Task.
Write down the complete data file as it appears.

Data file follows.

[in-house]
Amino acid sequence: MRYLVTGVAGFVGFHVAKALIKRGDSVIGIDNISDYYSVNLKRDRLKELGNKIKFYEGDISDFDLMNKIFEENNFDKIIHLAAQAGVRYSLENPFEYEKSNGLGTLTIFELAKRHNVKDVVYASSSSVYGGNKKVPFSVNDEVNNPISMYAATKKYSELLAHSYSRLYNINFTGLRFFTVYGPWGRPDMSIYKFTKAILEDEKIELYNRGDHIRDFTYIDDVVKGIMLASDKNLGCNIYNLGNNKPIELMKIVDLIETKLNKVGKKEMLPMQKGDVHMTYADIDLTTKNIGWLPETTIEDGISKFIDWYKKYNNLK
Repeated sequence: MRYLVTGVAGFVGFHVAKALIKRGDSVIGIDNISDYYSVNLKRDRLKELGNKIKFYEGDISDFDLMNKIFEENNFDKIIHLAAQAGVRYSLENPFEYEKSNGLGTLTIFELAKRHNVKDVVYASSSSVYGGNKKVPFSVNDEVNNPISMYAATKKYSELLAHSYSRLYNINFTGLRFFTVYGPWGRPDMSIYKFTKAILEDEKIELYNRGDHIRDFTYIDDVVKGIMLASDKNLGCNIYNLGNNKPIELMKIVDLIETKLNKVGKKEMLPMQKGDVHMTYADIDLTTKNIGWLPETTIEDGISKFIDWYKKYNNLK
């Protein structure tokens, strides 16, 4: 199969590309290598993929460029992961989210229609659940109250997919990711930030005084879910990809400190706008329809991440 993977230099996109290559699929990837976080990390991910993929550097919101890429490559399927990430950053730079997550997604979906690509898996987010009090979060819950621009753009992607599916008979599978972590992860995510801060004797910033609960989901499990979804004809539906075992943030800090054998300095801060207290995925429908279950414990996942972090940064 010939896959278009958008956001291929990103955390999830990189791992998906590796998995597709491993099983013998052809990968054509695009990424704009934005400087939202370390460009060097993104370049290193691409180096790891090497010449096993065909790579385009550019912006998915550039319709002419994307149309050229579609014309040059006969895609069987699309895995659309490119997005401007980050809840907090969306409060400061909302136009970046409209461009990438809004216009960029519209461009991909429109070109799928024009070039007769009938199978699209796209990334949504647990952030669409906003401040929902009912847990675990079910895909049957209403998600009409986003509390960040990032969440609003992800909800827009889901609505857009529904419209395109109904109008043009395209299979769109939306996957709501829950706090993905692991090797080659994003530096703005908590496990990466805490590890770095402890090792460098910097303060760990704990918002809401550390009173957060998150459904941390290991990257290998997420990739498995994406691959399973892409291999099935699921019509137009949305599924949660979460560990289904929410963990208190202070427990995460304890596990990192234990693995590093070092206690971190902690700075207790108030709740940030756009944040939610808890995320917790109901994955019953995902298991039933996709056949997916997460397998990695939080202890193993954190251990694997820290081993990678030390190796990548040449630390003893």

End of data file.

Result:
[in-house]
Amino acid sequence: MRYLVTGVAGFVGFHVAKALIKRGDSVIGIDNISDYYSVNLKRDRLKELGNKIKFYEGDISDFDLMNKIFEENNFDKIIHLAAQAGVRYSLENPFEYEKSNGLGTLTIFELAKRHNVKDVVYASSSSVYGGNKKVPFSVNDEVNNPISMYAATKKYSELLAHSYSRLYNINFTGLRFFTVYGPWGRPDMSIYKFTKAILEDEKIELYNRGDHIRDFTYIDDVVKGIMLASDKNLGCNIYNLGNNKPIELMKIVDLIETKLNKVGKKEMLPMQKGDVHMTYADIDLTTKNIGWLPETTIEDGISKFIDWYKKYNNLK
Repeated sequence: MRYLVTGVAGFVGFHVAKALIKRGDSVIGIDNISDYYSVNLKRDRLKELGNKIKFYEGDISDFDLMNKIFEENNFDKIIHLAAQAGVRYSLENPFEYEKSNGLGTLTIFELAKRHNVKDVVYASSSSVYGGNKKVPFSVNDEVNNPISMYAATKKYSELLAHSYSRLYNINFTGLRFFTVYGPWGRPDMSIYKFTKAILEDEKIELYNRGDHIRDFTYIDDVVKGIMLASDKNLGCNIYNLGNNKPIELMKIVDLIETKLNKVGKKEMLPMQKGDVHMTYADIDLTTKNIGWLPETTIEDGISKFIDWYKKYNNLK
């Protein structure tokens, strides 16, 4: 199969590309290598993929460029992961989210229609659940109250997919990711930030005084879910990809400190706008329809991440 993977230099996109290559699929990837976080990390991910993929550097919101890429490559399927990430950053730079997550997604979906690509898996987010009090979060819950621009753009992607599916008979599978972590992860995510801060004797910033609960989901499990979804004809539906075992943030800090054998300095801060207290995925429908279950414990996942972090940064 010939896959278009958008956001291929990103955390999830990189791992998906590796998995597709491993099983013998052809990968054509695009990424704009934005400087939202370390460009060097993104370049290193691409180096790891090497010449096993065909790579385009550019912006998915550039319709002419994307149309050229579609014309040059006969895609069987699309895995659309490119997005401007980050809840907090969306409060400061909302136009970046409209461009990438809004216009960029519209461009991909429109070109799928024009070039007769009938199978699209796209990334949504647990952030669409906003401040929902009912847990675990079910895909049957209403998600009409986003509390960040990032969440609003992800909800827009889901609505857009529904419209395109109904109008043009395209299979769109939306996957709501829950706090993905692991090797080659994003530096703005908590496990990466805490590890770095402890090792460098910097303060760990704990918002809401550390009173957060998150459904941390290991990257290998997420990739498995994406691959399973892409291999099935699921019509137009949305599924949660979460560990289904929410963990208190202070427990995460304890596990990192234990693995590093070092206690971190902690700075207790108030709740940030756009944040939610808890995320917790109901994955019953995902298991039933996709056949997916997460397998990695939080202890193993954190251990694997820290081993990678030390190796990548040449630390003893």